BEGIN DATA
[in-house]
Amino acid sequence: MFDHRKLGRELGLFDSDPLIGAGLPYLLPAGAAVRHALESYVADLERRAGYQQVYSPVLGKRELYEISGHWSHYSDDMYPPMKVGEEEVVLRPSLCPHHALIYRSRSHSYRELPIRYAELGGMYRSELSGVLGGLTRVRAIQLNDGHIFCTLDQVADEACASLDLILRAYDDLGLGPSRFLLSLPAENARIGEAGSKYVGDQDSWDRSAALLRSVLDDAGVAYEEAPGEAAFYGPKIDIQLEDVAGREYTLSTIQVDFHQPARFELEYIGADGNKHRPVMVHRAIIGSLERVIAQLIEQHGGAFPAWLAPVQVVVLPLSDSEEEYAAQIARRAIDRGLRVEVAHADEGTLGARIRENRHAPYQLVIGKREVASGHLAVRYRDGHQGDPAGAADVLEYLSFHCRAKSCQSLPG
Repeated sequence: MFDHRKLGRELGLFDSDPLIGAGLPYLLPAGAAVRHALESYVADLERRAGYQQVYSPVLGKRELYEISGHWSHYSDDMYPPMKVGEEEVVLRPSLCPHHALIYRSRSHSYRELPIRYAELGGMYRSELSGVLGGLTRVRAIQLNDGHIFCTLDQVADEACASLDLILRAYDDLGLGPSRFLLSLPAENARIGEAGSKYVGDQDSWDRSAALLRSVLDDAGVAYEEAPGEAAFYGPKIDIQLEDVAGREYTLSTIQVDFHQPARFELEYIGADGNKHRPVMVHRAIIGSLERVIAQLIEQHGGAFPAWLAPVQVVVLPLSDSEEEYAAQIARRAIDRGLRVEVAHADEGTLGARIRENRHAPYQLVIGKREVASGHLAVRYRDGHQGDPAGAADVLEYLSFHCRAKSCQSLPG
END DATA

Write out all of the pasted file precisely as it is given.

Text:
[in-house]
Amino acid sequence: MFDHRKLGRELGLFDSDPLIGAGLPYLLPAGAAVRHALESYVADLERRAGYQQVYSPVLGKRELYEISGHWSHYSDDMYPPMKVGEEEVVLRPSLCPHHALIYRSRSHSYRELPIRYAELGGMYRSELSGVLGGLTRVRAIQLNDGHIFCTLDQVADEACASLDLILRAYDDLGLGPSRFLLSLPAENARIGEAGSKYVGDQDSWDRSAALLRSVLDDAGVAYEEAPGEAAFYGPKIDIQLEDVAGREYTLSTIQVDFHQPARFELEYIGADGNKHRPVMVHRAIIGSLERVIAQLIEQHGGAFPAWLAPVQVVVLPLSDSEEEYAAQIARRAIDRGLRVEVAHADEGTLGARIRENRHAPYQLVIGKREVASGHLAVRYRDGHQGDPAGAADVLEYLSFHCRAKSCQSLPG
Repeated sequence: MFDHRKLGRELGLFDSDPLIGAGLPYLLPAGAAVRHALESYVADLERRAGYQQVYSPVLGKRELYEISGHWSHYSDDMYPPMKVGEEEVVLRPSLCPHHALIYRSRSHSYRELPIRYAELGGMYRSELSGVLGGLTRVRAIQLNDGHIFCTLDQVADEACASLDLILRAYDDLGLGPSRFLLSLPAENARIGEAGSKYVGDQDSWDRSAALLRSVLDDAGVAYEEAPGEAAFYGPKIDIQLEDVAGREYTLSTIQVDFHQPARFELEYIGADGNKHRPVMVHRAIIGSLERVIAQLIEQHGGAFPAWLAPVQVVVLPLSDSEEEYAAQIARRAIDRGLRVEVAHADEGTLGARIRENRHAPYQLVIGKREVASGHLAVRYRDGHQGDPAGAADVLEYLSFHCRAKSCQSLPG